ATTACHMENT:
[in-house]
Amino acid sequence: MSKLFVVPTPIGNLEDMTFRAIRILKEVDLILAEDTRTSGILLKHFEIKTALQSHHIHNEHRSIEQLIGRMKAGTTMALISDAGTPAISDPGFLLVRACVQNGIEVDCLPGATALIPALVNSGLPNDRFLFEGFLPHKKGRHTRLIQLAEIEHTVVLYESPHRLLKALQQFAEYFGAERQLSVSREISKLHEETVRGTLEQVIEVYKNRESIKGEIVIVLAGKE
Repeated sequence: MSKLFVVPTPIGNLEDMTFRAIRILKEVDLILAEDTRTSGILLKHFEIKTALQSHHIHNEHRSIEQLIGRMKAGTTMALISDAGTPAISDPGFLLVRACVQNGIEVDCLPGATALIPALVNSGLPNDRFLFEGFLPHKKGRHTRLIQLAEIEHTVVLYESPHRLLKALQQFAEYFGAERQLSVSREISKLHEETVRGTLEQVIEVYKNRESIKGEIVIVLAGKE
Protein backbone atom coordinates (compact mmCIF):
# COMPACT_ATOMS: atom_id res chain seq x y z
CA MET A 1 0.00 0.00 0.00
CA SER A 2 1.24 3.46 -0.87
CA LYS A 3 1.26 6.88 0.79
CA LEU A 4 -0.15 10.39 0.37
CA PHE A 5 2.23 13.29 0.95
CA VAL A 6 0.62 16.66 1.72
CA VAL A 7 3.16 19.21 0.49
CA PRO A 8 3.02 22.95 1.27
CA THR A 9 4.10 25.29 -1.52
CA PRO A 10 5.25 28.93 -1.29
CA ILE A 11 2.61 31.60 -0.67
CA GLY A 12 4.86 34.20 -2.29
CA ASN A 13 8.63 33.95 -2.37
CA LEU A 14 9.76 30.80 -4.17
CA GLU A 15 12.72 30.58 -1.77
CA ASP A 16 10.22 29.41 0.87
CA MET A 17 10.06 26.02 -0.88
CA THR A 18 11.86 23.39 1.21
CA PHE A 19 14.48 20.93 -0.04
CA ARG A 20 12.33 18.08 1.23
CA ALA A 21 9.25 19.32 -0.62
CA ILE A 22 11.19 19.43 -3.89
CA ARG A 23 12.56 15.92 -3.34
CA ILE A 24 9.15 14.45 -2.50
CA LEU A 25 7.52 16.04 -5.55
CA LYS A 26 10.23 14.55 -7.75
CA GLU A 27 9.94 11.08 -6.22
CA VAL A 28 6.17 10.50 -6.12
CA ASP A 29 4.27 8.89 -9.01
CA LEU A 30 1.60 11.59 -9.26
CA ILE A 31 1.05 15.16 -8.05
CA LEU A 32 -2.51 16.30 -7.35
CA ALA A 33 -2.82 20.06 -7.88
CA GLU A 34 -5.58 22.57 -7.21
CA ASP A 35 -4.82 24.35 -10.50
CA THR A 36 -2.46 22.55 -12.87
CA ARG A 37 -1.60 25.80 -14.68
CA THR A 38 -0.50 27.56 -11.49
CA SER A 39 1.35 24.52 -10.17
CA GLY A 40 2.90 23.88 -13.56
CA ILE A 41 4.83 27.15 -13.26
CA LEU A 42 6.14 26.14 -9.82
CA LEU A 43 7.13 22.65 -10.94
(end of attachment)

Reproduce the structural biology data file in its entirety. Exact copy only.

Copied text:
[in-house]
Amino acid sequence: MSKLFVVPTPIGNLEDMTFRAIRILKEVDLILAEDTRTSGILLKHFEIKTALQSHHIHNEHRSIEQLIGRMKAGTTMALISDAGTPAISDPGFLLVRACVQNGIEVDCLPGATALIPALVNSGLPNDRFLFEGFLPHKKGRHTRLIQLAEIEHTVVLYESPHRLLKALQQFAEYFGAERQLSVSREISKLHEETVRGTLEQVIEVYKNRESIKGEIVIVLAGKE
Repeated sequence: MSKLFVVPTPIGNLEDMTFRAIRILKEVDLILAEDTRTSGILLKHFEIKTALQSHHIHNEHRSIEQLIGRMKAGTTMALISDAGTPAISDPGFLLVRACVQNGIEVDCLPGATALIPALVNSGLPNDRFLFEGFLPHKKGRHTRLIQLAEIEHTVVLYESPHRLLKALQQFAEYFGAERQLSVSREISKLHEETVRGTLEQVIEVYKNRESIKGEIVIVLAGKE
Protein backbone atom coordinates (compact mmCIF):
# COMPACT_ATOMS: atom_id res chain seq x y z
CA MET A 1 0.00 0.00 0.00
CA SER A 2 1.24 3.46 -0.87
CA LYS A 3 1.26 6.88 0.79
CA LEU A 4 -0.15 10.39 0.37
CA PHE A 5 2.23 13.29 0.95
CA VAL A 6 0.62 16.66 1.72
CA VAL A 7 3.16 19.21 0.49
CA PRO A 8 3.02 22.95 1.27
CA THR A 9 4.10 25.29 -1.52
CA PRO A 10 5.25 28.93 -1.29
CA ILE A 11 2.61 31.60 -0.67
CA GLY A 12 4.86 34.20 -2.29
CA ASN A 13 8.63 33.95 -2.37
CA LEU A 14 9.76 30.80 -4.17
CA GLU A 15 12.72 30.58 -1.77
CA ASP A 16 10.22 29.41 0.87
CA MET A 17 10.06 26.02 -0.88
CA THR A 18 11.86 23.39 1.21
CA PHE A 19 14.48 20.93 -0.04
CA ARG A 20 12.33 18.08 1.23
CA ALA A 21 9.25 19.32 -0.62
CA ILE A 22 11.19 19.43 -3.89
CA ARG A 23 12.56 15.92 -3.34
CA ILE A 24 9.15 14.45 -2.50
CA LEU A 25 7.52 16.04 -5.55
CA LYS A 26 10.23 14.55 -7.75
CA GLU A 27 9.94 11.08 -6.22
CA VAL A 28 6.17 10.50 -6.12
CA ASP A 29 4.27 8.89 -9.01
CA LEU A 30 1.60 11.59 -9.26
CA ILE A 31 1.05 15.16 -8.05
CA LEU A 32 -2.51 16.30 -7.35
CA ALA A 33 -2.82 20.06 -7.88
CA GLU A 34 -5.58 22.57 -7.21
CA ASP A 35 -4.82 24.35 -10.50
CA THR A 36 -2.46 22.55 -12.87
CA ARG A 37 -1.60 25.80 -14.68
CA THR A 38 -0.50 27.56 -11.49
CA SER A 39 1.35 24.52 -10.17
CA GLY A 40 2.90 23.88 -13.56
CA ILE A 41 4.83 27.15 -13.26
CA LEU A 42 6.14 26.14 -9.82
CA LEU A 43 7.13 22.65 -10.94